vegetarian

Magic Mushrooms

by Anne Maxfield on May 14, 2015

Accidental Locavore Magic MushroomsThe Accidental Locavore was reading a recipe on Pure Wow for crispy mushrooms and it sounded so simple and good that I had to give them a try. What better excuse than people coming for dinner, and it would be a nice change or addition to the usual cheese and charcuterie. They couldn’t be simpler, but you do have to give yourself about an hour for roasting them.Accidental Locavore Prepping Mushrooms

  • 1 ½ pounds cremini mushrooms, wiped clean and ends trimmed
  • 4 tablespoons olive oil, plus more for greasing the pan
  • 2 tablespoons sherry vinegar
  • 1 large clove finely minced garlic
  • 1 tablespoon fresh thyme, finely chopped
  • ½ teaspoon freshly ground black pepper
  • ¼ cup chopped fresh parsley (optional)
  • Flaky salt, like Maldon, for finishing

Accidental Locavore Roasting MushroomsPreheat the oven to 375°F (I used the convection setting). Grease a baking sheet with olive oil. In a large bowl, toss the mushrooms with the olive oil, vinegar, garlic, thyme, and salt and pepper to combine.

Pour the mushrooms onto the baking sheet, then spread them out evenly (don’t overcrowd or they won’t get crispy). Roast until the mushrooms are very brown and crisp, 40 to 45 minutes.

Let the mushrooms cool slightly, then garnish with parsley and flaky salt, if using. You can serve the mushrooms warm or at room temperature and enjoy!

Accidental Locavore Crispy MushroomsMy verdict: When we were cleaning and prepping the mushrooms, my friend Laura and I decided that a pound wasn’t going to be enough, so we went out and got another small container and ended up with about a pound and a half. I added the fresh garlic and thyme – any fresh herbs would work as well. So, we roasted them and roasted them, tossing them occasionally, and they got beautifully dark brown and smelled great! However, after about 70 minutes in the oven, they weren’t crispy (or anywhere near that) and our guests had arrived, so we pulled them out. They were fabulous—seriously roasted, with the garlic and thyme adding to the great mushroom flavor. I would definitely make them again, but wouldn’t expect them to be crispy. Maybe if you sliced them you could achieve crispiness (which might be an experiment for the next batch). We did end up with a few leftovers which were equally delicious chopped into an omelet and sliced into salads.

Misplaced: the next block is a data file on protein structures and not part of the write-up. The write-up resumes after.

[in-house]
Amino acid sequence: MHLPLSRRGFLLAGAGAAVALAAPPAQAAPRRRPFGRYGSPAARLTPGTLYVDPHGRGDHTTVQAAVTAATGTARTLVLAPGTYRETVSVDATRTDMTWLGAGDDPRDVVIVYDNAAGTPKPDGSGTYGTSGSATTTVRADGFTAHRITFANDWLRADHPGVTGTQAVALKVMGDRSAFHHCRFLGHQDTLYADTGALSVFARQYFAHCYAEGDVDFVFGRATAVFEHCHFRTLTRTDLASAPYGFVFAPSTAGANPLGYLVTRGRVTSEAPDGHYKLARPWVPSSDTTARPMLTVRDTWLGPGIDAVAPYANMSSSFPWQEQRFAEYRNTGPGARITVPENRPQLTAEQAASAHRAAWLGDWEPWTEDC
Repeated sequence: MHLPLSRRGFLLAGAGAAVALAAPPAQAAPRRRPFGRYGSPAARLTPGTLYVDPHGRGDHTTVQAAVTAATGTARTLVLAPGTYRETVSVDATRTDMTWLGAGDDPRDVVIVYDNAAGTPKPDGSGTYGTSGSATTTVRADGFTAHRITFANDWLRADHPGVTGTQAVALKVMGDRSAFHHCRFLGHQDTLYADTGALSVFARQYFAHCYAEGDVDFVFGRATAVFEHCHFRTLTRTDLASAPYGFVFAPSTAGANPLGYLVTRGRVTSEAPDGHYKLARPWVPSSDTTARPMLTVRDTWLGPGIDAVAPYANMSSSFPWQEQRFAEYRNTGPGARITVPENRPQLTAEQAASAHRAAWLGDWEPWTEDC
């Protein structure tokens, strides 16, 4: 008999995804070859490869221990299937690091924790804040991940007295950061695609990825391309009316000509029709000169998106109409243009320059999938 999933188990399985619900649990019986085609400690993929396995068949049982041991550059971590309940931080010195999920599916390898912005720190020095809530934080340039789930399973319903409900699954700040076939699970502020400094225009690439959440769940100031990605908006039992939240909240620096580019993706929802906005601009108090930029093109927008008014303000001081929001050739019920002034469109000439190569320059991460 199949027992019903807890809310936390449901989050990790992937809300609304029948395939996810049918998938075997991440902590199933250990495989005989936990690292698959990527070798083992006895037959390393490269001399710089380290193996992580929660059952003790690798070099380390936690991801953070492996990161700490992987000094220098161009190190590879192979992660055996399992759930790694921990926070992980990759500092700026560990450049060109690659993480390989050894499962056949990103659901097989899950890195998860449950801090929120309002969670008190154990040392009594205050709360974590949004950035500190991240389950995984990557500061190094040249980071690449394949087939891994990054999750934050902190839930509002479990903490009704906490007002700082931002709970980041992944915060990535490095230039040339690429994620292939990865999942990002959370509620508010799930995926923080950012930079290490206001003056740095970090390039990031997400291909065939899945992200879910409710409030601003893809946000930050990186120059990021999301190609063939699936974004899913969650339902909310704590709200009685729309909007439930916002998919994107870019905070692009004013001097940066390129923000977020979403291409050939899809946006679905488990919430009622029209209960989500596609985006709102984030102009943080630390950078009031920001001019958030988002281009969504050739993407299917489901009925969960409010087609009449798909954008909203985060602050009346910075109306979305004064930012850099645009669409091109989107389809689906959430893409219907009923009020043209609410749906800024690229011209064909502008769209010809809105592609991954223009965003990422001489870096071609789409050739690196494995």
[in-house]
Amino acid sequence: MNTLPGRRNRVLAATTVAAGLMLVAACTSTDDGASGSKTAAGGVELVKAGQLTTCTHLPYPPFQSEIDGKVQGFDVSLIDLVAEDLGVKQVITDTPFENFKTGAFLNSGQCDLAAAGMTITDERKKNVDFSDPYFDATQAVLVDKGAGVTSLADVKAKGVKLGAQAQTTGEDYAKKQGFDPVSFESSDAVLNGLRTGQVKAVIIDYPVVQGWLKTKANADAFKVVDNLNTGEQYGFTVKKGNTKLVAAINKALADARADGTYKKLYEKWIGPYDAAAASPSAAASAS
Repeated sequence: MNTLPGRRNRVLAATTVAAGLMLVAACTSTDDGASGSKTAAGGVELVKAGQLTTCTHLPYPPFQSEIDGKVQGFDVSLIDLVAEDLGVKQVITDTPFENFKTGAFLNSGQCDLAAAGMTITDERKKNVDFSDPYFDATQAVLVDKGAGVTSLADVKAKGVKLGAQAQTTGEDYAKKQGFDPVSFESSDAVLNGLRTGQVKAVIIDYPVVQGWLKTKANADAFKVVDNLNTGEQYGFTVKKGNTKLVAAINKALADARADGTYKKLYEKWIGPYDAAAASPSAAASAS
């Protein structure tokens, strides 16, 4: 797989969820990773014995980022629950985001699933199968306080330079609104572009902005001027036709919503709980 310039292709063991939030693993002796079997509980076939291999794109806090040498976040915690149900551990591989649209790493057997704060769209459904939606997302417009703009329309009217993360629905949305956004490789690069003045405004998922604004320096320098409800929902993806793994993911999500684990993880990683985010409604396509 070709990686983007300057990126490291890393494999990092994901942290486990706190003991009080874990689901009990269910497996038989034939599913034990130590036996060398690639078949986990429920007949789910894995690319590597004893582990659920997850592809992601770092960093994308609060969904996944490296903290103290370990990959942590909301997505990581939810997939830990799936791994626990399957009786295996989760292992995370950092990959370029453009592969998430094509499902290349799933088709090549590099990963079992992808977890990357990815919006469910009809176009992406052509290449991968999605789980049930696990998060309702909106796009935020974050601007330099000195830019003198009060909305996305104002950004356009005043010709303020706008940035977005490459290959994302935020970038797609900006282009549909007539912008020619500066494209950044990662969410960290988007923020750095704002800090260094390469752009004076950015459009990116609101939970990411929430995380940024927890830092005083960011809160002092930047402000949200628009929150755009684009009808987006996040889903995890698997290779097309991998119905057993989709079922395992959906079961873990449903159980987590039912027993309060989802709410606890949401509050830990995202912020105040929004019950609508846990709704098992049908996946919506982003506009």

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Creamed Spinach With Garlic Confit

by Anne Maxfield on May 7, 2015

Accidental Locavore Creamed SpinachThe Accidental Locavore thought this version of creamed spinach would be great with a roast beef I cooked recently. I love garlic confit, it’s great for so many things (toss with broccoli or spinach, salad dressing etc), and since you just use the cloves for this recipe, I tossed some extra in the oil (my new hack for peeling a lot of garlic is at the end).There was also a taste test between fresh and frozen spinach, so check out the results at the end. Serves 4 generously. You can make all the parts ahead of time and refrigerate. Baking and resting takes about 40 minutes.

For the garlic confit:

  • 3 large garlic cloves, peeled (or more for other uses)
  • 1 cup olive oil

Cream Sauce:

  • 1 cup heavy cream
  • 1 tablespoon cornstarch
  • 1/8 teaspoon freshly grated nutmeg
  • Kosher salt

Spinach

  • Olive oil, for greasing and sautéing
  • 2 pounds spinach, stemmed
  • Kosher salt
  • ½ cup fresh breadcrumbs
  • 1/4 cup freshly grated Parmesan
  • 1 tablespoon butter

Accidental Locavore Garlic Confit PureeMake the garlic confit: Put the garlic and olive oil in a small saucepan, and cook over very low heat until the garlic is softened and golden, about 30 minutes. Drain in a sieve, reserving the oil for another use. Transfer 3 cloves of the garlic to a blender and if you added extra cloves, save them, refrigerated, for another use.